Death by bullet point applies to writing too!

Bullet points are just as bad in business writing as they are in PowerPoint.

There’s a growing tide of evidence, anecdotal and scientific, that bullet points are bad for presentations. They’re boring, they’re outdated, they cause something called “extraneous load.”

And yet, when people sit down to write, they seem to believe that bullet points are the ideal format–that they indicate quick, easy, readable.
No, they don’t.
As the evidence shows, when people see bullet points in presentations, they become bored and even hostile. Do you think something your audience hates in a presentation will give them warm and fuzzy feelings in an e-mail or proposal? No.
You know what tells your audience that content will be short and manageable? Short paragraphs and section headers.
Instead of using bullet points to break up information, use formatting techniques, like bolding and hard returns, to indicate well structured, easy-to-consume information.
Plus, bullet points don’t do much work to help your reader. They offer no prioritization or hierarchy of information. Think about using a numbered list instead so as to indicate steps in a sequence or levels of importance.
If you don’t have any hierarchy or order, then you probably don’t need bullet points at all. Paragraphs work even better.
Besides, bullet points waste space, and they waste the most valuable space–at the left margin of your paper or screen. Eye scanning studies show that English-language readers’ eyes focus on the left side of the screen the most. Don’t lose such important space to a dot.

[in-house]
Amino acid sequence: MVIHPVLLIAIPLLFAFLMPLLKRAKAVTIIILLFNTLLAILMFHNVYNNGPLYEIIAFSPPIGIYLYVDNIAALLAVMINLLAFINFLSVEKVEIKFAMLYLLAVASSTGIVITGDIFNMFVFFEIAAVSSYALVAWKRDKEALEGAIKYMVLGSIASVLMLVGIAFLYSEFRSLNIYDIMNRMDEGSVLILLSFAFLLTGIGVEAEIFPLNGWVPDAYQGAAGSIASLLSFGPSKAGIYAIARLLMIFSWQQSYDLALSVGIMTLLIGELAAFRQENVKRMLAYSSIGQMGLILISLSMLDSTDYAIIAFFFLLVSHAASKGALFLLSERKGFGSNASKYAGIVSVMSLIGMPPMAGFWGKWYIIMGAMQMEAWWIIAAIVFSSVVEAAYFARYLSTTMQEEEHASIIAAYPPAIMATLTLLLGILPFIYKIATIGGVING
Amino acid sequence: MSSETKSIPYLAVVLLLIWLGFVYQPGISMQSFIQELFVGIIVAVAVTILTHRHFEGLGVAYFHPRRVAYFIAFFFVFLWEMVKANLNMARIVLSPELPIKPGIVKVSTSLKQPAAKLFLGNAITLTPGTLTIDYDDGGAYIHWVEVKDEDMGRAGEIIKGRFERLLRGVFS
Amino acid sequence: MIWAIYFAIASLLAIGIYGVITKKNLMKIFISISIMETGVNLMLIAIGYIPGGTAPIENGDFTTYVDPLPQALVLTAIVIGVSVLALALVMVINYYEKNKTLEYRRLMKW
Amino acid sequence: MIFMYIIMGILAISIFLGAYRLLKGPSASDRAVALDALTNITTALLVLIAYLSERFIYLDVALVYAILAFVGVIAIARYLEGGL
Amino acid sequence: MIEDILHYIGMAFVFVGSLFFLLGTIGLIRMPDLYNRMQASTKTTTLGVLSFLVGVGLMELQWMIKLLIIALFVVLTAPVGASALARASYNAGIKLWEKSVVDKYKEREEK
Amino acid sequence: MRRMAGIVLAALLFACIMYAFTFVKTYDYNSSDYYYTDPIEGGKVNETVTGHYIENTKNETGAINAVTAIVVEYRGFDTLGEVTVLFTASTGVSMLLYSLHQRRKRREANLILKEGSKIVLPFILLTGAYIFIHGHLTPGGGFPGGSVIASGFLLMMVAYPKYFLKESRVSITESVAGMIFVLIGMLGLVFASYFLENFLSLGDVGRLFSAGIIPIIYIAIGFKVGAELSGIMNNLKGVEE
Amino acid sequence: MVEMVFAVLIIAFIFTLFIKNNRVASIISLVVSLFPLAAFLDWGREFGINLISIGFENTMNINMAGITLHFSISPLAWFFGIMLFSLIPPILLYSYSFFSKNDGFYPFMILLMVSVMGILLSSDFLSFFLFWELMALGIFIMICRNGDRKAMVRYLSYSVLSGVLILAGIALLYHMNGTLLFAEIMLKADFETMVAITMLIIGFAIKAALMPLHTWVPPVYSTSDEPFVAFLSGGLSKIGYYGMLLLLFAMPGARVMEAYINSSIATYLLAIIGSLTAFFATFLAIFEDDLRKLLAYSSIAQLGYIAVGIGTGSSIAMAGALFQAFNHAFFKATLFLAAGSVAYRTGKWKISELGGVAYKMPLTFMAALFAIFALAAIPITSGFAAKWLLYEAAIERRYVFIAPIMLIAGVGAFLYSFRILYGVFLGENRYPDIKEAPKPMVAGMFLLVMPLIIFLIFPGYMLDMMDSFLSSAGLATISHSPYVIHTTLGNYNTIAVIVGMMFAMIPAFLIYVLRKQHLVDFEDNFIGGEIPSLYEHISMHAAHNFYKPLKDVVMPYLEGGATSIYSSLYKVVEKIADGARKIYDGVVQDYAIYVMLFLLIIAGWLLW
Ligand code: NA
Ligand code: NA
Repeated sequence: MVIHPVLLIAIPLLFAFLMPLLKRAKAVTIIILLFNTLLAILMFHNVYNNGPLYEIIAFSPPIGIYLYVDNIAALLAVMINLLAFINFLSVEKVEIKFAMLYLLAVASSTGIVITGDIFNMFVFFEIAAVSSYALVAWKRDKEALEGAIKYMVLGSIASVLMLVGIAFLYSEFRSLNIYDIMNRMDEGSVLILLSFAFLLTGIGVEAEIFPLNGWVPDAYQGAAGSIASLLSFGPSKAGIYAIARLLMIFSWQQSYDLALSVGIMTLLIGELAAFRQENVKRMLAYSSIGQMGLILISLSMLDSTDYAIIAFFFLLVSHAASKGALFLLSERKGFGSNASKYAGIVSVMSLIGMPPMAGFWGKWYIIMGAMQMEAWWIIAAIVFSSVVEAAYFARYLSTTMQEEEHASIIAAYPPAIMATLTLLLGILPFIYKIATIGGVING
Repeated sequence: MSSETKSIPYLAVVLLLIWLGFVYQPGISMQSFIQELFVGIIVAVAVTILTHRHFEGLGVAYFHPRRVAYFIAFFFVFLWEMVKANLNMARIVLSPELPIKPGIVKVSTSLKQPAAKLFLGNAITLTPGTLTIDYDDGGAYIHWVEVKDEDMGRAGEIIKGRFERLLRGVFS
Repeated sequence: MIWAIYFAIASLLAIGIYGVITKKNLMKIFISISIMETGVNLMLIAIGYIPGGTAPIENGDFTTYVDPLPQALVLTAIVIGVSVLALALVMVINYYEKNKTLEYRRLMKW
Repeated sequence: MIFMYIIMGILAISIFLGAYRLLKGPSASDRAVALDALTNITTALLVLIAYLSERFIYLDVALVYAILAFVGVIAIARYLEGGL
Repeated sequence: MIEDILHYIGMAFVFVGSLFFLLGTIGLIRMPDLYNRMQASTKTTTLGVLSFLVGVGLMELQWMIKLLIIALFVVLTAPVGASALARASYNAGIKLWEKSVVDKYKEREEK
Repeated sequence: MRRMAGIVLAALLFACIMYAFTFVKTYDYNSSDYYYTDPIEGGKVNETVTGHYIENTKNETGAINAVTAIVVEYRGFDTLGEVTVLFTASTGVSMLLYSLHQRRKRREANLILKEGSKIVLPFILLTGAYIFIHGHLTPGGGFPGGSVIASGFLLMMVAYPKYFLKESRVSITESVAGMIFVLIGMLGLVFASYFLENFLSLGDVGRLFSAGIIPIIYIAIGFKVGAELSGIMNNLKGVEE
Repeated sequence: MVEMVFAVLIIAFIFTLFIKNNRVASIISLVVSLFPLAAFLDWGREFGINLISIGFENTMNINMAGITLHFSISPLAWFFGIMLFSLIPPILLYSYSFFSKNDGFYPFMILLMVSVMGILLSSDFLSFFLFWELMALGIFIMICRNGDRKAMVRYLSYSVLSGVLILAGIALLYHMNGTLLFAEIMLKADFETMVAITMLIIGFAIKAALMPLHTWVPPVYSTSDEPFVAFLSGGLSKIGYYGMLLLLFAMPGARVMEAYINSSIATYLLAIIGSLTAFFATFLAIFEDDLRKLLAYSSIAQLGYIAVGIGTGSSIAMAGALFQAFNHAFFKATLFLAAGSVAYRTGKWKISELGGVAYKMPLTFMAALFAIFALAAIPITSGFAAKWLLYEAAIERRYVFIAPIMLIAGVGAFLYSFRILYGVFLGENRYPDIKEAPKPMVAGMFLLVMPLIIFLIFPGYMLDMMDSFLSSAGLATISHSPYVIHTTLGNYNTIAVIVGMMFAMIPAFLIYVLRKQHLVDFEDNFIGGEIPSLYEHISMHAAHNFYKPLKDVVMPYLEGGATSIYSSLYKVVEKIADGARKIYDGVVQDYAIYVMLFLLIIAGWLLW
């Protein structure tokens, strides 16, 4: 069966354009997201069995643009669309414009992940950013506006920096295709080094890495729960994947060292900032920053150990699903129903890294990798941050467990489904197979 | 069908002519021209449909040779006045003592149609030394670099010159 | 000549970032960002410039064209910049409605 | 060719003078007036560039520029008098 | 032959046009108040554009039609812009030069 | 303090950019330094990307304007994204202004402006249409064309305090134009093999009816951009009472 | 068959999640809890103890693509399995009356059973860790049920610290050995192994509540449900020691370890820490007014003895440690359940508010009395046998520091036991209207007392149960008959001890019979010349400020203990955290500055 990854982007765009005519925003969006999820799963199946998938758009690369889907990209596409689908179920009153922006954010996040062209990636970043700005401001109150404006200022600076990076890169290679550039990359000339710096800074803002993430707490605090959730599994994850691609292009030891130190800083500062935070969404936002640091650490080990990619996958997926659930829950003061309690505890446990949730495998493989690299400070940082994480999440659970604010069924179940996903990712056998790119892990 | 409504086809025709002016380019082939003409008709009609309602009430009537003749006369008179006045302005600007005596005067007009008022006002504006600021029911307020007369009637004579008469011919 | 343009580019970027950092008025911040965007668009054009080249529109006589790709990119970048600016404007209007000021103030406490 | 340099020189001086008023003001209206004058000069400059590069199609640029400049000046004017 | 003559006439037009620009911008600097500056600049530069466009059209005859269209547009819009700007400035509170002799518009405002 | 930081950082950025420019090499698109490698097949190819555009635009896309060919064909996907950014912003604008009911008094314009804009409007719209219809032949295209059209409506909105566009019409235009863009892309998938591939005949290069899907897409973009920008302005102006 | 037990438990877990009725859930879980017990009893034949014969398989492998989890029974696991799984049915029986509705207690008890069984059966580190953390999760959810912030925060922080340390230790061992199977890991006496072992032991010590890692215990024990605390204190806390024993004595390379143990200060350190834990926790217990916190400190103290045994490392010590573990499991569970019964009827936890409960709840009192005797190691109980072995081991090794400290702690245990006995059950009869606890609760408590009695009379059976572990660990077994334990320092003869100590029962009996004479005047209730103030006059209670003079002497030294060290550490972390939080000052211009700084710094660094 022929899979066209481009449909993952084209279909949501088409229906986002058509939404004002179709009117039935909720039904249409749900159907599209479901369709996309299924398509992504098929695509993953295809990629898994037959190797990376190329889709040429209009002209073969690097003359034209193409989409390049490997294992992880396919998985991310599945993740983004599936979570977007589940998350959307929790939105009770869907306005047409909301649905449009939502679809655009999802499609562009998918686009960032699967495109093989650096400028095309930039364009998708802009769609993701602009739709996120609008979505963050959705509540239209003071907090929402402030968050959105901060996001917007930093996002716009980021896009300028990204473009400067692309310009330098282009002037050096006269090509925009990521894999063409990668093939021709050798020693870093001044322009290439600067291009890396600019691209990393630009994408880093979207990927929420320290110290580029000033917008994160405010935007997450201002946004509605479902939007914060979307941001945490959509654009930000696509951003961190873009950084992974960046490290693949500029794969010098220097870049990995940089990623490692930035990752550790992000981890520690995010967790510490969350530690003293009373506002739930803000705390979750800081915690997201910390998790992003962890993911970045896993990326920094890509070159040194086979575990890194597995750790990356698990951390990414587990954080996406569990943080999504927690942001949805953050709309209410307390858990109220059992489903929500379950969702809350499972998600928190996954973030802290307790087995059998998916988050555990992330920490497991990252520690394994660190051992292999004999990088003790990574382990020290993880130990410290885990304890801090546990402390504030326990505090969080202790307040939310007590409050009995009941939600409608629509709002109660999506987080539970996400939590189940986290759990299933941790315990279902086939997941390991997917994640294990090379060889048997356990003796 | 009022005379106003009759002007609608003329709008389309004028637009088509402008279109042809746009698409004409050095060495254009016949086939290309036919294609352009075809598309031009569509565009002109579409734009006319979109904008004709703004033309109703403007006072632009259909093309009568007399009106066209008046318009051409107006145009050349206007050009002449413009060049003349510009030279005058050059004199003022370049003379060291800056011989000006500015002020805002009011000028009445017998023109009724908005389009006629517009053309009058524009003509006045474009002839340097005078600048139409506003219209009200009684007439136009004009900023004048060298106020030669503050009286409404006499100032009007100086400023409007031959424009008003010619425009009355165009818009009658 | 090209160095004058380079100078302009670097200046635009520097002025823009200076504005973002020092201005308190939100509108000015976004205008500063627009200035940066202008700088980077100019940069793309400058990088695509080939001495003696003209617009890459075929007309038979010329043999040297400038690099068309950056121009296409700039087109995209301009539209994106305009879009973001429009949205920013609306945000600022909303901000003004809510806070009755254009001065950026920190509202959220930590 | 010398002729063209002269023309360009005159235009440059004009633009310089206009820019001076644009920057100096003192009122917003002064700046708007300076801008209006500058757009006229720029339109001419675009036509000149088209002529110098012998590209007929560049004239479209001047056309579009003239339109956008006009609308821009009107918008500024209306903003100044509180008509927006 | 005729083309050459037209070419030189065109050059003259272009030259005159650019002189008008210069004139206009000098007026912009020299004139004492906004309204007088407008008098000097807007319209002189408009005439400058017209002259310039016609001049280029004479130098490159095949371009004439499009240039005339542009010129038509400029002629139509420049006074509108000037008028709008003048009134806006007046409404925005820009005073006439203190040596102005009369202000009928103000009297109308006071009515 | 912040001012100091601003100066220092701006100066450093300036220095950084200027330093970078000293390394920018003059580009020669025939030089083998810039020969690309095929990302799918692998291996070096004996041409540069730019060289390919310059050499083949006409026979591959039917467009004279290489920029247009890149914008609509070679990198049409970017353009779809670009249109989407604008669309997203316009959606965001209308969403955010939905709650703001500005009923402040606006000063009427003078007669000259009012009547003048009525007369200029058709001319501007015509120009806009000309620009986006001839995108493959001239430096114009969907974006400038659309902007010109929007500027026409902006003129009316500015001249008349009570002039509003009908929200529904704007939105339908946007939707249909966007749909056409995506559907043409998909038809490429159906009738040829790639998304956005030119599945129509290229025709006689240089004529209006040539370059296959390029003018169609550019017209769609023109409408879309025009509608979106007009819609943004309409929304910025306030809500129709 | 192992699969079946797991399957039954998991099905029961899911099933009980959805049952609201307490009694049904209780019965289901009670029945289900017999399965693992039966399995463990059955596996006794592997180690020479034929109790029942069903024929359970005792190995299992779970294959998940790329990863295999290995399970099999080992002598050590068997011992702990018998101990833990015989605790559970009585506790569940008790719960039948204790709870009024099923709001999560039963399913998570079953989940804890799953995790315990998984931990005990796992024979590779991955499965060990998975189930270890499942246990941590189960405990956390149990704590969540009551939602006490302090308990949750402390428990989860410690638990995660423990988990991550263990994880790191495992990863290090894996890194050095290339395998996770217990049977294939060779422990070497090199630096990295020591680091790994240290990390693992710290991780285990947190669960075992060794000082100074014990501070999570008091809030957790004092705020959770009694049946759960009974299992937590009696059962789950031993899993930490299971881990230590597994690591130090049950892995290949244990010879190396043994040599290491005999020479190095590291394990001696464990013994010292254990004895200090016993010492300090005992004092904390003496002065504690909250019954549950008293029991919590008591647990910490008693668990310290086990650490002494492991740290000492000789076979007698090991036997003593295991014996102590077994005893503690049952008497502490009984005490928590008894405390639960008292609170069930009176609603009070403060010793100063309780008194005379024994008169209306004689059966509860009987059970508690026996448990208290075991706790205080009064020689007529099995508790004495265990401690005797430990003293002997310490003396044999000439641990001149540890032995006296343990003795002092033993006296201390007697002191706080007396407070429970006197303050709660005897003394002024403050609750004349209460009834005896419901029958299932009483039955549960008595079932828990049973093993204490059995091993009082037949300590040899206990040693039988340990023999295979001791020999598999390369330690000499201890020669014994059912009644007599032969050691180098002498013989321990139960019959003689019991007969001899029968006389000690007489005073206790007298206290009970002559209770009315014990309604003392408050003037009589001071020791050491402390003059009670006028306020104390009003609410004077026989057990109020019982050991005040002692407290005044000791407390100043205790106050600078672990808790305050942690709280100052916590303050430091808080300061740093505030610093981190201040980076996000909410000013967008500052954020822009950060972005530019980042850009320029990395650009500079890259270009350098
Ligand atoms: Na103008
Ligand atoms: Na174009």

Finally, bullet points prevent you from telling stories–and, more broadly, from engaging with a reader so that they will read from beginning to end. Stories are all the rage these days, and you can’t tell any compelling story through bullet points.
Even after the trend of “story-telling marketing” fades away, bullet points will still be clumsy tools that obscure the connections from one point to the next. Rather than a cohesive argument, readers are left with a series of (sometimes very loosely) related ideas.
But, wait, am I really suggesting that you can’t ever use bullet points? No, I’m not. Like all things in life, moderation is key. Bullet points work best for very short lists (about 3-5 words per item) of information.
A good rule of thumb: If you’re writing sentences, don’t use bullet points.

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